Michael Onsando
14 April ,2015

The road to Garissa gives a detailed history of the things that brought us to this space. This place where a spark ignites a stampede. But focusing on the fear feels selfish. Like ignoring the 147 students who were killed on 2nd April 2015, their families and their friends.


something of the soul is broken in us

we don’t even know enough to miss it, or to mourn

– Wambui Mwangi

What does it mean to mourn? I’ve been thinking about a very brief and recent history of wailing using a lamentation of mourners and a man wails. A confusion of violences, not one but many. I’ve been wondering about how these threads can come up in our lives; in different ways. I’m wondering what these tears mean.

I still do not know how to speak back to tears.

There is a treading that is necessary, there is a thinking around it. In the space of vulnerability and being aware of the vulnerability of others we are forced into a space of (un)thinking. The monsters under the house begin to rattle and we remember that we have been hurt before.

That speaking is the enemy.

Veena Das reminds me that silence is a form of poisonous knowledge. Inside silence there are words that move unspoken, sentiments that are felt but not expressed. The brand of silence we have actively silences. It is accompanied by a lashing out, speaking is seen as an intrusion. Questions thus become something that are to be avoided at all costs.

But vulnerability demands questions.

This space we’re in demands questions.

And this is where the pushing and pulling begins. This is where two years of success find themselves as two years of hopelessness. This is where the rigorous redefinition begins to happen.

We are one.

Except, we aren’t. We are many. What does it mean to be one? If we are one, which one are we? Who do we erase in the creation of this one? Even in this time of vulnerability whose vulnerability do we heighten? When we begin to gather who do we gather, and who do we move out of the way?

“In its latest move to counter the terror threat engulfing its country, the Kenyan government has banned at least 86 entities and individuals it accuses of financing or supporting terror activities in the country.”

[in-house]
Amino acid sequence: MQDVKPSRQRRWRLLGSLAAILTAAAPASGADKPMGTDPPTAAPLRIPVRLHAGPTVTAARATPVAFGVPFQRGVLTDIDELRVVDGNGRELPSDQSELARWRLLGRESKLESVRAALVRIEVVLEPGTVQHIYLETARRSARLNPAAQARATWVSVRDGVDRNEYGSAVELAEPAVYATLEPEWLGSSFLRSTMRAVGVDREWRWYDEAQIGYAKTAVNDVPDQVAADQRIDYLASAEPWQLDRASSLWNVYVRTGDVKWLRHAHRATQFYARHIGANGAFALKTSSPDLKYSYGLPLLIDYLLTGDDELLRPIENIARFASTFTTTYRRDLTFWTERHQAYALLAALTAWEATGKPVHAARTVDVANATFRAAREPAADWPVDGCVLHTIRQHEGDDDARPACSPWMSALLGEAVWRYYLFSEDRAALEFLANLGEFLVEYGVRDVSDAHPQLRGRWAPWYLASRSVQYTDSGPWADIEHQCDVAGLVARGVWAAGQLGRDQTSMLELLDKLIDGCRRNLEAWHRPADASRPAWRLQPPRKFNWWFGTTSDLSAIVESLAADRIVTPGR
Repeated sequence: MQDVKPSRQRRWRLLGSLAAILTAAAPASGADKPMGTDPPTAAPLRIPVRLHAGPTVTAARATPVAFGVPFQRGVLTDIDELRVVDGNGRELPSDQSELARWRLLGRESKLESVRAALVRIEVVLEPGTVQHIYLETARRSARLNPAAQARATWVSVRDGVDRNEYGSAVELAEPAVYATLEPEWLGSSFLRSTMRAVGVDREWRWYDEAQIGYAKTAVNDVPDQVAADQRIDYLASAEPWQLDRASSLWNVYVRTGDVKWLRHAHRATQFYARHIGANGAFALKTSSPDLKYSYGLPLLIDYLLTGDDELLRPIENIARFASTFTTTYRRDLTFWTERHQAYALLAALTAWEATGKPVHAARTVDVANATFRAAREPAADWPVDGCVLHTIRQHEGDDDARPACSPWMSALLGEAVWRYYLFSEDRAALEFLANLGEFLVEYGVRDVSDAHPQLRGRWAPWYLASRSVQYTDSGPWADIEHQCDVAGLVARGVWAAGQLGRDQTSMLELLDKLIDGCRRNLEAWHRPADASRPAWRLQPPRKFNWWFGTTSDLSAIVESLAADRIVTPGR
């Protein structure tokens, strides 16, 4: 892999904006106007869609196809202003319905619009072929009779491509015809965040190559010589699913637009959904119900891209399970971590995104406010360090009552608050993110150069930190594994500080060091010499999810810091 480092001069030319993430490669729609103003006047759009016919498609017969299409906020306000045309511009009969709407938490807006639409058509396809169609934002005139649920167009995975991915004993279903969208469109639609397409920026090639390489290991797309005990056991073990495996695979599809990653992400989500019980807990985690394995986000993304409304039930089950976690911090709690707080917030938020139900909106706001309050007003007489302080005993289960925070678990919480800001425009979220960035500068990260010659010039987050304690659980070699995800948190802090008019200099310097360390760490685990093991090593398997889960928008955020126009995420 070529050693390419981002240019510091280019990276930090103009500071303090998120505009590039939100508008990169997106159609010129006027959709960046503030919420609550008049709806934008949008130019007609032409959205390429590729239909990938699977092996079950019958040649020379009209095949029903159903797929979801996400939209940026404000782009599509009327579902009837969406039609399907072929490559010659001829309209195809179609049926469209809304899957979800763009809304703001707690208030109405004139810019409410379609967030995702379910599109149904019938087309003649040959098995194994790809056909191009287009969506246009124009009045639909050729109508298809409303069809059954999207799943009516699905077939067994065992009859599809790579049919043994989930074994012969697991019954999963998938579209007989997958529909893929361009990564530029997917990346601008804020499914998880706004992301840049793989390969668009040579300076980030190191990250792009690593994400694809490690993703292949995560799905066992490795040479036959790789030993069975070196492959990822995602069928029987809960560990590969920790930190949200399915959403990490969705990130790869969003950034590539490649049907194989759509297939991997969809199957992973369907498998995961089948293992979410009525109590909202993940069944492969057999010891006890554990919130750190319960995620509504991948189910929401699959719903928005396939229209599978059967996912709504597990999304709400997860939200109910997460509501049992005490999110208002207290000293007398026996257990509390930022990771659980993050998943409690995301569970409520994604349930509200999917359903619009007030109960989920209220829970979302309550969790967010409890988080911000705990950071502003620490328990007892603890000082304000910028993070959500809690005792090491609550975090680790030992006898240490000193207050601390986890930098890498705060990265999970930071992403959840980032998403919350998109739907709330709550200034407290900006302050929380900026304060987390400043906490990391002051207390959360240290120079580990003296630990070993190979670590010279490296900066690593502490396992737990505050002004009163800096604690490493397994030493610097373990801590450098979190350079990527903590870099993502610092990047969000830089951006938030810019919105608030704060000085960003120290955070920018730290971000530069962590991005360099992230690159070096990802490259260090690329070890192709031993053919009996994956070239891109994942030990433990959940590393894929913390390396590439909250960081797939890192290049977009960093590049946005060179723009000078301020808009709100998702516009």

– Kenya is Stopping Remittances of Over 70 Million a month

“Even I’ve witnessed [it] out of my window. I’ve seen it. The policemen came and just grabbed some boys from the street three days ago.”

– Kenyan Somalis speak out

(I’m unnerved by the stubborn distinction between Kenyan Somali and Somali.)

“My silences had not protected me. Your silence will not protect you.”

– Audre Lorde, The Cancer Journals


But this is an essay about tears.

Specifically about these tears. About the National Disaster Management Unit’s ten security tips. It’s about how an arbitrary number becomes the only thing we can talk about for a week. How, in the same breath, a number becomes a ghost.

We have numbers.

Numbers that we mutter under our breath. 147, 68, 1500, 5000.


“Who are our ghosts and what do they demand when they come to visit?”

– Ndinda Kioko


Foucault talks about docile bodies. Bodies that are no longer active but are not passive either, that have been trained, disciplined. They are efficient. He reminds us that docile bodies can be activated at any time.

Gukira writes:

When it comes to Somalis in Kenya, what remains now is “muscle memory”: state-sanctioned physical movements and affective dispositions devoted to maintaining Somali disposability.”


“Mourning is imagining your own death, nothing more. It’s a form of humility to admit that you mourn yourself; that while mourning you realize the immediacy of life’s moments. Grief should be utility. Grief should become a way to avoid unnecessary dying.”

– Emmanuel Iduma, mass dying

What does it mean to mourn? To continue to gather the numbers?

When I was a child I’d try, often, to count to a thousand. It was hard. Every other second came with another distraction, another thing to do, another experience to collect. The constant novelty of life wouldn’t let me focus on the numbers.

I always lost count.

And those were numbers that I wanted to keep, to accumulate.

Those numbers did not come with a whole human being attached to each of them. They did not carry any form of pain/loss.

These numbers do.

These numbers come with a career in medicine cut short. They come with classrooms having been shot up and bullet riddled bodies in the media across the world. They come with discussions about things that could have been done better. They come with late call response times. They come with discussions about representation in the media.


“We’re not evolving emotional filters fast enough to deal with the efficiency with which bad news now reaches us…”

– Teju cole

To mourn, then, is to stop the numbers. Just as apologies must involve restorative action, so must mourning. The question, which this all is, then becomes simple: who are we restoring? From a place of vulnerability, what do these tears mean?

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